Map of Kyrgyzstan
Introduction to KyrgyzstanKyrgyzstan
(Kyrgyz: Кыргызстан, variously transliterated), formally the Kyrgyz Republic, and sometimes known as Kirghizia, is a country in Central Asia. Landlocked and mountainous, it borders China
, and Uzbekistan
. Its capital is Bishkek. Once a republic of the Soviet Union, Kyrgyzstan has been independent since 1991. Remaining reasonably stable throughout most of the 1990s, the country's young democracy showed relative promise under the leadership of former President Askar Akayev, but moved towards autocracy and authoritarianism.
Following a somewhat unexpected revolution after the parliamentary elections in March 2005 and President Akayev's resignation on April 4, 2005, opposition leaders formed a coalition and a new government was formed under President Kurmanbek Bakiyev and Prime Minister Felix Kulov.
Political stability appears to be elusive, however, as various groups and factions allegedly linked to organized crime are jockeying for power. Three of the 75 members of Parliament elected in March 2005 have been assassinated since then, most recently Tynychbek Akmatbayev. All three are reputed to have been directly involved in illegal business.
As in many former Soviet republics, after Kyrgyzstan regained independence in August 1991 many individuals, organisations, and political parties sought to reestablish (and, to a certain extent, to create from scratch) a Kyrgyz national cultural identity; oftentimes one that included a backlash against Russia
Kyrgyzstan is a landlocked country in Central Asia, bordering Kazakhstan, China, Tajikistan and Uzbekistan. The mountainous region of the Tian Shan covers the majority of the nation, with the remainder made up of its valleys and basins. Issyk-Kul in the north-western Tian Shan is the largest lake in Kyrgyzstan and the second largest mountain lake in the world after Titicaca. The highest peaks are in the Kakshaal-Too range, forming the Chinese border. Pik Pobedy (Victory Peak), at 24,400 ft (7,439 m), is the highest point and is considered by geologists (though not mountaineers) to be the northernmost 7,000 m peak in the world. Heavy snowfall in winter leads to heavy spring floods which often cause serious damage downstream. The runoff from the mountains is also utilized, however, for substantial generation of hydro-electricity.
Flag of Kyrgyzstan
Cultural notes about Kyrgyzstan
Kyrgyzstan has a wide mix of ethnic groups and cultures, with the Kyrgyz being the majority group. In 1994, the population of Kyrgyzstan was estimated as being 52 percent ethnic Kyrgyz, 22 percent Russians, 13 percent Uzbek, 3 percent Ukrainian, 2 percent German. The rest of the population was composed of about eighty other nationalities.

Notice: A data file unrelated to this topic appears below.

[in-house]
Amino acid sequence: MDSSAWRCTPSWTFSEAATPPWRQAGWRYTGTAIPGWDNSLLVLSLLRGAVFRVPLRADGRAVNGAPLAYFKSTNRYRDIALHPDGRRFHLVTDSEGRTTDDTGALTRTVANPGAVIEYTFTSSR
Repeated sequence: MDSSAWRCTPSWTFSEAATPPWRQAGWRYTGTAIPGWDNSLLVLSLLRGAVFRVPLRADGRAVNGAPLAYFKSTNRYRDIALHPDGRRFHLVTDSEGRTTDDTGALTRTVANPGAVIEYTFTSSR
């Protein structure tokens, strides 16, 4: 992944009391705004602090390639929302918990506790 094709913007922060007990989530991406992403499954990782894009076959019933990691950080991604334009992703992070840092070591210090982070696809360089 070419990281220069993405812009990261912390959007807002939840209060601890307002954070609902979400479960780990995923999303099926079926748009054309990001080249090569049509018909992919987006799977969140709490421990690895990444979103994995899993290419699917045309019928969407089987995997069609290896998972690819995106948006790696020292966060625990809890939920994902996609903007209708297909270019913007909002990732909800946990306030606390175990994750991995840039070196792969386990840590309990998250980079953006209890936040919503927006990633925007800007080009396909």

Of some potential political significance are the Uygurs. That group numbered only about 36,000 in Kyrgyzstan, but about 185,000 lived in neighboring Kazakstan. The Uygurs are also the majority population in the Xinjiang Uygur Autonomous Region of China, whose population is about 15 million, located to the northeast of Kyrgyzstan.
It is generally considered that there are 40 Kyrgyz tribes. This is symbolized by the 40-rayed yellow sun in the centre of the flag of Kyrgyzstan. The lines inside the sun are said to represent a yurt.
As of 1994, the dominant religion of Kyrgyzstan was Sunni Islam (70 percent), with a heavy influence of tribal religions. The Russian population is largely Russian Orthodox. The main Christian churches are Russian Orthodox and Ukrainian Orthodox.
An aggressive post-Soviet campaign was established to make the Kyrgyz language the official national language in all commercial and government uses by 1997; Russian is still used extensively, and the non-Kyrgyz population, most not Kyrgyz speakers, are hostile to forcible Kyrgyzification.
Kyrgyzstan has a high literacy rate (97 percent in 1994), and a strong tradition of educating all citizens. However, its ambitious program to restructure the Soviet educational system is hampered by low funding and loss of teachers. School attendance is mandatory through grade nine. Kyrgyz is increasingly used for instruction; the transition from Russian to Kyrgyz has been hampered by lack of textbooks.
Official Canadian government advisories for travelling to, in and around Kyrgyzstan
Violent crime is high and foreigners have been targeted. According to Kyrgyz law enforcement officials, the situation has worsened since the change of government in March 2005. Organized gangs are common. Robbery, mugging, and pickpocketing occur frequently near major hotels, bars, and parks, and on public transportation. Remain vigilant, and ensure personal belongings and documents are secure. Do not show signs of affluence. Avoid carrying large sums of money. Keep a legally certified copy of your visa and registration with you at all times and keep your passport and visa in safe-keeping facilities. The police can arrest visitors who do not carry identification. Some robberies have been committed by men in police uniforms. If approached, ask to see police credentials. Do not walk or travel alone, especially at night. Use only officially marked taxis, pre-negotiate fares, and do not share a ride with strangers. Men posing as "meet and greet" airport facilitators lure unsuspecting foreigners into cars and demand money. Canadians should make prior arrangements with their contacts and ask for identification upon arrival. Do not leave with anyone who does not show pre-arranged identification.